Numbers fascinate us.
Political pollsters live (and die, metaphorically) by them. They’re the center of accountants’ and actuaries’ work. PR professionals create news through numbers. And Web sites and social media attempt to measure impressions and results in some form of credible numerics.
At the same time, numbers can be manipulated. Just because only a teeny percentage of Millennials isn’t bored by advertising – or so trumpets an Edelman survey of 4,000 of these cohorts – doesn’t mean that the vast majority of them don’t fast-forward their Tivos during ad segments. Any reported quantity of Facebook likes, even in the high double digits, only reveals that many folks are clicking in to participate in a promotion, win a prize, or share information for points.
In short, we’re jaded number crunchers. The mother/daddy of all statistical generators, the election researchers, showed their true selves this fall, with the U.S. Presidential election. Instead of guiding and advising candidates, pollsters allowed for the churns and flip-flops of their clients. [No, it wasn’t just Mitt Romney, trust us.] A majority of West Coast voters favor gay marriage? Then, our to-be representatives replied “aye” with vigor. Healthcare the number-one issue on Easterners’ minds? You bet, at least some form of Obamacare was sanctioned by all.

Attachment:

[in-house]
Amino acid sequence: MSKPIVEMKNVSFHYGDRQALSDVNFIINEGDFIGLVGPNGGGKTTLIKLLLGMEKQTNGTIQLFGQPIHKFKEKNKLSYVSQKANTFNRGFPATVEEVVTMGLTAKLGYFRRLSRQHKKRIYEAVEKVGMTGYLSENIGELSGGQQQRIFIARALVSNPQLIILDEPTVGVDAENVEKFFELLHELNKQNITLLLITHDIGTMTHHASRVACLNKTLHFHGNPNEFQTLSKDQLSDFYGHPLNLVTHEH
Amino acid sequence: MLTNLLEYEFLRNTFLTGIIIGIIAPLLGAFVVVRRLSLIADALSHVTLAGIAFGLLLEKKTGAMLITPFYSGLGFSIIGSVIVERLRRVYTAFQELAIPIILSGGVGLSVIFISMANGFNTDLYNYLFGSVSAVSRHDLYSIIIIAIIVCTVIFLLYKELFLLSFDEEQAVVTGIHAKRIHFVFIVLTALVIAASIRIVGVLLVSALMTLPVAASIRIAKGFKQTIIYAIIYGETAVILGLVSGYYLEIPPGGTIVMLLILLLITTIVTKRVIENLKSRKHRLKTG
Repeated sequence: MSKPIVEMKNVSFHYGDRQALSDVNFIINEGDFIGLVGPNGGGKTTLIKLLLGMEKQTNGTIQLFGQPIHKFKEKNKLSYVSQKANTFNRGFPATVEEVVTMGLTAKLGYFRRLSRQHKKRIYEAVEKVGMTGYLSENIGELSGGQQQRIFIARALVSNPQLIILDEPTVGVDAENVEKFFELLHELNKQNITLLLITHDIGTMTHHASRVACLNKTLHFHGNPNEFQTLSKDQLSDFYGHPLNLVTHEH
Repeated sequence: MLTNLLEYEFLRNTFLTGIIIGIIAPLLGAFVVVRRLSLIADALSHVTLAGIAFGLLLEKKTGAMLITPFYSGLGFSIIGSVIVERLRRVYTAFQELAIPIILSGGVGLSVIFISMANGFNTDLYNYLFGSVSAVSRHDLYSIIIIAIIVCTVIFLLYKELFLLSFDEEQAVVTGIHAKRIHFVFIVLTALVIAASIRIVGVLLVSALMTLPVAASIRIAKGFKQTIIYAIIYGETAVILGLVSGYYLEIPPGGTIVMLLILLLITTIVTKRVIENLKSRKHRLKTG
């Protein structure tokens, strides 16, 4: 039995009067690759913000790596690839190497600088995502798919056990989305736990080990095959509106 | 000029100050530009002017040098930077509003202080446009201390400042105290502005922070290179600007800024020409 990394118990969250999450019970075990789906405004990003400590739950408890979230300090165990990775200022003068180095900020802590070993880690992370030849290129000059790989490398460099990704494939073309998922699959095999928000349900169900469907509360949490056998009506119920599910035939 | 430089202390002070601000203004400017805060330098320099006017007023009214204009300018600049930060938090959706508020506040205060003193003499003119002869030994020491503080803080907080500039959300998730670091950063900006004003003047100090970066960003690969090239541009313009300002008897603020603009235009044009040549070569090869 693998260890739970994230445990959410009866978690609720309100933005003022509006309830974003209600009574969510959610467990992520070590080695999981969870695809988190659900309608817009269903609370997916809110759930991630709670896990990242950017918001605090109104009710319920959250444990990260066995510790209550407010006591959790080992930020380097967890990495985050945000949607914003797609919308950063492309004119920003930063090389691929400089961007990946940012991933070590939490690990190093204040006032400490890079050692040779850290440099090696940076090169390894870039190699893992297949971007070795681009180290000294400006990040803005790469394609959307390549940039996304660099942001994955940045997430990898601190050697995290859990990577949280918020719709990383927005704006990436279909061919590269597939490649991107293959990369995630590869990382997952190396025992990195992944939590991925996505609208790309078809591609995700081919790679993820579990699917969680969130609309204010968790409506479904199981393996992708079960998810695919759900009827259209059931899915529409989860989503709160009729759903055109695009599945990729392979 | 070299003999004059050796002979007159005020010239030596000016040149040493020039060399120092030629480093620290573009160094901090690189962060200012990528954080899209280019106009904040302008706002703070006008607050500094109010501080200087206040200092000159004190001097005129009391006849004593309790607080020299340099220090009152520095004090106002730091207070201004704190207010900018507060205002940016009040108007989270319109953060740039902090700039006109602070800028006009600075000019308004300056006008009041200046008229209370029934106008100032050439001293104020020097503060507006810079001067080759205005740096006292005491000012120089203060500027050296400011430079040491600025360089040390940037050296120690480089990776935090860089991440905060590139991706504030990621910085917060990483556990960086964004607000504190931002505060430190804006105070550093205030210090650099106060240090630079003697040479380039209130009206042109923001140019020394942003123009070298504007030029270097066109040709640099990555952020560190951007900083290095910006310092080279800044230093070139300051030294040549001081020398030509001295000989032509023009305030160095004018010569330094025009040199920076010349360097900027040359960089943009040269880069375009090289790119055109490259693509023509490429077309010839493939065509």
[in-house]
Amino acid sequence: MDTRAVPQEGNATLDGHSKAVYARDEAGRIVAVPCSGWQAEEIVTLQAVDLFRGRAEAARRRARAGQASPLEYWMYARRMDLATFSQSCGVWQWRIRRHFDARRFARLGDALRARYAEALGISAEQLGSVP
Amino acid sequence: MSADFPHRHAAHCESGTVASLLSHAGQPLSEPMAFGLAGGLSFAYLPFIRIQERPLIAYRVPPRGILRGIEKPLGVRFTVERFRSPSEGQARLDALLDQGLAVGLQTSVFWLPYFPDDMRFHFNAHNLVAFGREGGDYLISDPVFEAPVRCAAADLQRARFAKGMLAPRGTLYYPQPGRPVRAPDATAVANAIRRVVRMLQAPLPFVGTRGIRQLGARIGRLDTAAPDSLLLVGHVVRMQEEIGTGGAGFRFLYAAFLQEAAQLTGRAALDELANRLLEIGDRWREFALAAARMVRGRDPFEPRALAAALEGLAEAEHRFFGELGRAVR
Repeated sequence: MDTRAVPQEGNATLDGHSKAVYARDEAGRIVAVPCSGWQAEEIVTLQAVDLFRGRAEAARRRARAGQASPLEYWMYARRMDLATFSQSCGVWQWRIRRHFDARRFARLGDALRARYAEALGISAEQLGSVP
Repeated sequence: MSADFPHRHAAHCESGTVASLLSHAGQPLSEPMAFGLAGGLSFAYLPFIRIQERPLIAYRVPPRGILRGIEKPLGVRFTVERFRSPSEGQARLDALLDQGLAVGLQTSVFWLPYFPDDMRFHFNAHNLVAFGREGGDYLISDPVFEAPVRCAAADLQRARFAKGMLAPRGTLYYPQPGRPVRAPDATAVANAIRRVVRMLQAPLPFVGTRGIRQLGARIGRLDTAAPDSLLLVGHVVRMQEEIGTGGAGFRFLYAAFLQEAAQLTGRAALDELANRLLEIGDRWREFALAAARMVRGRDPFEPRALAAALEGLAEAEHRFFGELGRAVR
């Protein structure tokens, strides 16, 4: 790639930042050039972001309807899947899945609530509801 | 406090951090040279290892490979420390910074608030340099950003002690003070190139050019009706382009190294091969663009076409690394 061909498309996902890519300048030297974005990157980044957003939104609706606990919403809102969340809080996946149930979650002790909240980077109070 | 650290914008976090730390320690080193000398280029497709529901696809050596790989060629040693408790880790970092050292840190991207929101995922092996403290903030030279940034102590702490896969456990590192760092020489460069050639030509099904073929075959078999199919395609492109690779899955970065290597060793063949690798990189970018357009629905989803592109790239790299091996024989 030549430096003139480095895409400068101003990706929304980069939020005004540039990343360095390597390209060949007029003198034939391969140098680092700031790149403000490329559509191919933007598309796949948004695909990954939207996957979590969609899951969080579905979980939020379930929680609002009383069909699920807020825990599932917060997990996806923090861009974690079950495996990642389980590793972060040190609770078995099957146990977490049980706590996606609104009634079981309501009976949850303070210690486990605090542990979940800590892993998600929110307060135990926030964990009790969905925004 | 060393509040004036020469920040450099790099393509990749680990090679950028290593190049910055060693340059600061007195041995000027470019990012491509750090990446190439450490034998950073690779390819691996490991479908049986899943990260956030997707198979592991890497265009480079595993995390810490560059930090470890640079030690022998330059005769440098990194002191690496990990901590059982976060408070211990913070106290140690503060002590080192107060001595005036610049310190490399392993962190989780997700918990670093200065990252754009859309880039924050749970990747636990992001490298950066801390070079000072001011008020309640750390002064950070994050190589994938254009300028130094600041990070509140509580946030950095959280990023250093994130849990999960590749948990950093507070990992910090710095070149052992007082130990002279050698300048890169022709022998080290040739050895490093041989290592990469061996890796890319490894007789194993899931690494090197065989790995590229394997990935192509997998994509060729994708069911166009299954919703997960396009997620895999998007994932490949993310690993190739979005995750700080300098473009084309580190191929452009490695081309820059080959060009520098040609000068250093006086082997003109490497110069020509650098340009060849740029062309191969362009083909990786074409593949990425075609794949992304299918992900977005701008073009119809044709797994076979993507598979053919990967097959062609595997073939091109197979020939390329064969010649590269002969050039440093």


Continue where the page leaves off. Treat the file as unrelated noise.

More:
Polls, to us, are real opportunities to listen, to guide our behaviors, to refine our actions. Sure, they’re grist for our external relations colleagues to drive awareness. We’ve done the same in previous lives. Consider this: The best of researchers use carefully planned statistics as an architecture, the foundation for causes and reasons and emotions. They pore over every word, every question, then copy-test to ensure that the clarity of the question will produce answers of meaning. When responses appear, they’re sliced and diced and cross-scrutinized to ensure accuracy of reporting, then mapped to indicate future trends and issues (and needed metrics).
That kind of care with numbers is our true North Star, whether driving change or marketing or brand campaigns. Say it’s so, Mark Twain.